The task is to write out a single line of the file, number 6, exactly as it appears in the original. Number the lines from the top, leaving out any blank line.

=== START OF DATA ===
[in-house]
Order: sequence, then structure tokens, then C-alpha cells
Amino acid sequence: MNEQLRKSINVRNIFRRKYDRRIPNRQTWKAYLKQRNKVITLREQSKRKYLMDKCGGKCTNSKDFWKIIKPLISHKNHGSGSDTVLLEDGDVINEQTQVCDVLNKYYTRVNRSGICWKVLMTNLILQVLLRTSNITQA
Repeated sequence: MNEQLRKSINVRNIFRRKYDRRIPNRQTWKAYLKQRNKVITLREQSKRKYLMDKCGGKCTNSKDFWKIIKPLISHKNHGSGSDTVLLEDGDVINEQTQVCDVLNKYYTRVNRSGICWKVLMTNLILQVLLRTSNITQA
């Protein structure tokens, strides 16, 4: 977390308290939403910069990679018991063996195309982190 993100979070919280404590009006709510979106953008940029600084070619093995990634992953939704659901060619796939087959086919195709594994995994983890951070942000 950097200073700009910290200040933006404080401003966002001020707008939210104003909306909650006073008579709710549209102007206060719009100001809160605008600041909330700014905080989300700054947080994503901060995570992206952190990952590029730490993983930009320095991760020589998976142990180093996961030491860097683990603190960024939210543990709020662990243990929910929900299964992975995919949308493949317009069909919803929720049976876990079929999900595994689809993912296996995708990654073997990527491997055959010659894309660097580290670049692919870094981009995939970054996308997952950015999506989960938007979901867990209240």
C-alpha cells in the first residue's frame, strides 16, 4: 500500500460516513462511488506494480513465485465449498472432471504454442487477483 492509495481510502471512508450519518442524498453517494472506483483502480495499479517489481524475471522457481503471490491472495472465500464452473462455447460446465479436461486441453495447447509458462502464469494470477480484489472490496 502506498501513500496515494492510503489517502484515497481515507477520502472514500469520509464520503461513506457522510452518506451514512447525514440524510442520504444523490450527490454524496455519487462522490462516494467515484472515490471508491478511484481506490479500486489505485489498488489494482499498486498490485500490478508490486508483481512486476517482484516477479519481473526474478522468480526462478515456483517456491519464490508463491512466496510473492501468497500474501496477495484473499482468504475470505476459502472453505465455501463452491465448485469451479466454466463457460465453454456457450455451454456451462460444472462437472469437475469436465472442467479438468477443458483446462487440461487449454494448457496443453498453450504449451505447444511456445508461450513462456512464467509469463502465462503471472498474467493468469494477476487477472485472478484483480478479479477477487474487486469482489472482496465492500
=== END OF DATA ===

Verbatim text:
C-alpha cells in the first residue's frame, strides 16, 4: 500500500460516513462511488506494480513465485465449498472432471504454442487477483 492509495481510502471512508450519518442524498453517494472506483483502480495499479517489481524475471522457481503471490491472495472465500464452473462455447460446465479436461486441453495447447509458462502464469494470477480484489472490496 502506498501513500496515494492510503489517502484515497481515507477520502472514500469520509464520503461513506457522510452518506451514512447525514440524510442520504444523490450527490454524496455519487462522490462516494467515484472515490471508491478511484481506490479500486489505485489498488489494482499498486498490485500490478508490486508483481512486476517482484516477479519481473526474478522468480526462478515456483517456491519464490508463491512466496510473492501468497500474501496477495484473499482468504475470505476459502472453505465455501463452491465448485469451479466454466463457460465453454456457450455451454456451462460444472462437472469437475469436465472442467479438468477443458483446462487440461487449454494448457496443453498453450504449451505447444511456445508461450513462456512464467509469463502465462503471472498474467493468469494477476487477472485472478484483480478479479477477487474487486469482489472482496465492500